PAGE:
Cooperation is Key
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“We’re better together has got to be more than a phrase,” Burleigh says. “It’s got to become a mind-set.”
Burleigh oversees a diverse group of specialized missionaries including those: discipling students on college campuses; fighting human trafficking; ministering in the inner city; helping those with life-controlling issues; caring for orphans; and even those taking the gospel to those on recreational trails. In all, U.S. Missions has more than 1,000 nationally appointed missionaries and nearly 800 endorsed chaplains. When project volunteers are included, the stateside missions team numbers over 18,000, an all-time high. They are involved in long-term commitments to specific people groups, a task individual congregations can’t accomplish, according to Burleigh.
“U.S. Missions is the best-kept secret in our Fellowship,” says Burleigh, who notes that giving actually has increased during COVID-19.
The largest number of full-time U.S. missionaries are involved with Chi Alpha Campus Ministries and Chaplaincy Ministries. But a growing number are part of the wide-ranging Intercultural Ministries. Burleigh is enthused about the effort to reach various ethnicities, noting that the U.S. is now the third largest mission field in the world, behind China and India. Burleigh points out that the U.S. has a record 44.8 million foreign-born population.
“Unreached and unengaged people groups aren’t just overseas,” says Burleigh, who turns 71 on Oct. 24. “Now they are across the street. They own some of the convenient stores, gas stations, and small hotels in this country. You can walk into many of our city neighborhoods and never hear English spoken at all.”
Connecting with unreached people groups also is occurring at colleges and universities through Chi Alpha.
“A lot of international students are in the U.S. for education on campuses where Chi Alpha groups are located,” says Burleigh, an African American who will celebrate 50 years of marriage next month with his Hispanic wife, Maria. “If they come to faith in Christ, some will go back home to countries that are closed to traditional missionaries. But they will become leaders in their nations and spread the gospel.”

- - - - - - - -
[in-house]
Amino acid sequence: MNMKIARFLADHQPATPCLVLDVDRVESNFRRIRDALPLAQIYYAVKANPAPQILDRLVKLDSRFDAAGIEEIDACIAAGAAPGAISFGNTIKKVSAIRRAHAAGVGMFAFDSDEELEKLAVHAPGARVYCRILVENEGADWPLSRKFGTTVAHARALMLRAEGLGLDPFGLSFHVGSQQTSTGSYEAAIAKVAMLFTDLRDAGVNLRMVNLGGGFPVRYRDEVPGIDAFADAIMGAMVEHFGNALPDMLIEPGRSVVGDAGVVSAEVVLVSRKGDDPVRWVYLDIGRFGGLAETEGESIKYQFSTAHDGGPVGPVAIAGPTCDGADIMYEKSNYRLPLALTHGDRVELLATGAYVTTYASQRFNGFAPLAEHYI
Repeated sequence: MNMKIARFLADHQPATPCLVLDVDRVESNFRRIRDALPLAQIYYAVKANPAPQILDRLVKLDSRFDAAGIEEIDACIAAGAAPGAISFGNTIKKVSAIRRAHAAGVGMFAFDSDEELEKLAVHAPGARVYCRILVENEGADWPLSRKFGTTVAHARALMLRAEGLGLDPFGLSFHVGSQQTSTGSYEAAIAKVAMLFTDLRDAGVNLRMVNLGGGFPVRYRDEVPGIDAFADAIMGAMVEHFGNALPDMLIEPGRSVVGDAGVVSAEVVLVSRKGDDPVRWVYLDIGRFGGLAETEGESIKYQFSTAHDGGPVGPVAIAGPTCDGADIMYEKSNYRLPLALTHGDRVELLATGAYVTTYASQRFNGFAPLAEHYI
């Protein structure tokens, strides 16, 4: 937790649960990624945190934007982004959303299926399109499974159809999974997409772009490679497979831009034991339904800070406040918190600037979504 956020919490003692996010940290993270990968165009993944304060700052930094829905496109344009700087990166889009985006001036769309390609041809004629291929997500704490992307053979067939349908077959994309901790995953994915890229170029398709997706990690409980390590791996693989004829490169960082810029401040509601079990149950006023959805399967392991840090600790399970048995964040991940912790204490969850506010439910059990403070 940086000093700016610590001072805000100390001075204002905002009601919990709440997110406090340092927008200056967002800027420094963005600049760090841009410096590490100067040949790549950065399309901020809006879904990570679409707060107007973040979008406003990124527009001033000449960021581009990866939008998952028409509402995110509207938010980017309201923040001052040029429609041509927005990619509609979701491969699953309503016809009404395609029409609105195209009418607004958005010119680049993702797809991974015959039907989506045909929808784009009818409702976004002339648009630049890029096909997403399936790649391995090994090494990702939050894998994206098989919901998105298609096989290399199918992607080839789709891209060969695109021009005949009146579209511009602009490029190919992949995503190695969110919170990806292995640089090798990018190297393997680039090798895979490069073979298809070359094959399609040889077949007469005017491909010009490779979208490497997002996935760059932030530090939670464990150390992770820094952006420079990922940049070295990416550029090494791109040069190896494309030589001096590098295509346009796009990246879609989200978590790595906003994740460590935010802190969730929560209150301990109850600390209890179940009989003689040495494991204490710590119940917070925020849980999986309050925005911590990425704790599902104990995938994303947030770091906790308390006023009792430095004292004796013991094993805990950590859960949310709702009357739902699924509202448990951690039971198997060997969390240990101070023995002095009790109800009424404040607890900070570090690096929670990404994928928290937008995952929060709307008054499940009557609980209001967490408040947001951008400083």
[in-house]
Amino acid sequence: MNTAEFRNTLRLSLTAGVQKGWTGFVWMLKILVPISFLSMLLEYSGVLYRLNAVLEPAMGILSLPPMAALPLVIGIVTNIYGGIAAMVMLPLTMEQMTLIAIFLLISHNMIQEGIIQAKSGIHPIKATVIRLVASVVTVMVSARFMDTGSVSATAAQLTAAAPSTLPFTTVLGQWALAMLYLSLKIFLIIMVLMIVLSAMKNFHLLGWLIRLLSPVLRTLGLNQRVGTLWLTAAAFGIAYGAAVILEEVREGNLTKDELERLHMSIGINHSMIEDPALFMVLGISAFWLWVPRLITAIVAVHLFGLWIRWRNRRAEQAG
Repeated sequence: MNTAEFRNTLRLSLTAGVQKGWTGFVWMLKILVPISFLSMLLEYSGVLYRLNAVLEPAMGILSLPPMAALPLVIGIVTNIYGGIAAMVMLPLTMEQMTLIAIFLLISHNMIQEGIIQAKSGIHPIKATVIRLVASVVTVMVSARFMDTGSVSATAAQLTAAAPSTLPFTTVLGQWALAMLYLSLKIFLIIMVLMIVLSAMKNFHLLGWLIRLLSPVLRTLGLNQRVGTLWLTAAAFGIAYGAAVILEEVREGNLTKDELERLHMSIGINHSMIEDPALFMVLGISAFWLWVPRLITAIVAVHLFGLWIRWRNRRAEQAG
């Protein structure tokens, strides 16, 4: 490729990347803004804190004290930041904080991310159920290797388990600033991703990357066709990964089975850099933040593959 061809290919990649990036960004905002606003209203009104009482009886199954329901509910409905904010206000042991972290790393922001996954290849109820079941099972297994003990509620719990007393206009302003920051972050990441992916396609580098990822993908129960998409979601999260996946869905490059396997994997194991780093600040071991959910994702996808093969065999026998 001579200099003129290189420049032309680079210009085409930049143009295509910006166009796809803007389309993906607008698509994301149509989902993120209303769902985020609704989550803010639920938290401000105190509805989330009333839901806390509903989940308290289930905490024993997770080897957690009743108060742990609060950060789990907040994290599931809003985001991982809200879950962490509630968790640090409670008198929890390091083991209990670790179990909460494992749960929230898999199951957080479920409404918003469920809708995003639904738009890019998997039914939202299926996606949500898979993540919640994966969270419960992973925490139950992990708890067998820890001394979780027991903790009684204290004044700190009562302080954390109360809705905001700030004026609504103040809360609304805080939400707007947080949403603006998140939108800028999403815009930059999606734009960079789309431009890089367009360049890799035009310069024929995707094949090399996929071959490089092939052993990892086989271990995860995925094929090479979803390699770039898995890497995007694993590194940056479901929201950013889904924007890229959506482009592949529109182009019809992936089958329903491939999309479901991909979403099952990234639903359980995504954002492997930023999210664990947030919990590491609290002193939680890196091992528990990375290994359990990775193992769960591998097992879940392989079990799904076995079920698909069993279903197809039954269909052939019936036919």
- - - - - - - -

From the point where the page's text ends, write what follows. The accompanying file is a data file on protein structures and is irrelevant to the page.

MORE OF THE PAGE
Burleigh acknowledges that after first being elected, it took him a year and a half in his new role just to get up to speed on the existing seven cultures within U.S. Missions. Now he believes he has a better working relationship with department heads because he forged an overall team approach to the vision of U.S. Missions. Burleigh, who regularly prays in his office before the workday begins to seek God’s direction, likewise is cultivating a different way of communicating with the 67 AG districts and ministry networks.
“I want to have a cohesive, collaborative partnership with districts in which we share responsibility as well as accountability,” Burleigh says. He is passionate about the newest U.S. Missions focus, U.S. Specialized, a joint effort with AG districts/ministry networks.
“A U.S. missionary is assigned to a district and the district determines what the vision or assignment is,” Burleigh says. “However, the accountability, vetting, reporting, and training will all come from U.S. Missions. The U.S. missionary won’t deplete district finances.”
Two such missionaries have been approved so far: Carl R. Bauchspiess is working with the Ohio Ministry Network to facilitate “dinner churches” and Jason W. Jacques is part of the Southern Missouri District effort to revitalize church men’s ministry.
Another U.S. Missions department engaged in collaboration is Church Mobilization, renamed from the former U.S. Mission America Placement Service. The scope has moved beyond RVers, to also include district church teams mustering to assist in construction and disaster relief projects as well as church team evangelism training and education development.
Burleigh says a model for U.S. Missions is Jesus’ parable of the net in Matthew 13:47: “Once again, the kingdom of heaven is like a net that was let down into the lake and caught all kinds of fish.”
Connecting districts and ministry networks with U.S. Missions is like casting a net, rather than using a fishing pole individually, he says.
“If we’re really going to maximize bringing in the harvest, we’re going to have to network,” Burleigh says. “It will only happen through relationships.”
Assemblies of God General Superintendent Doug Clay agrees.
“Malcolm has an unwavering commitment to see the Great Commission fulfilled in America,” says Clay.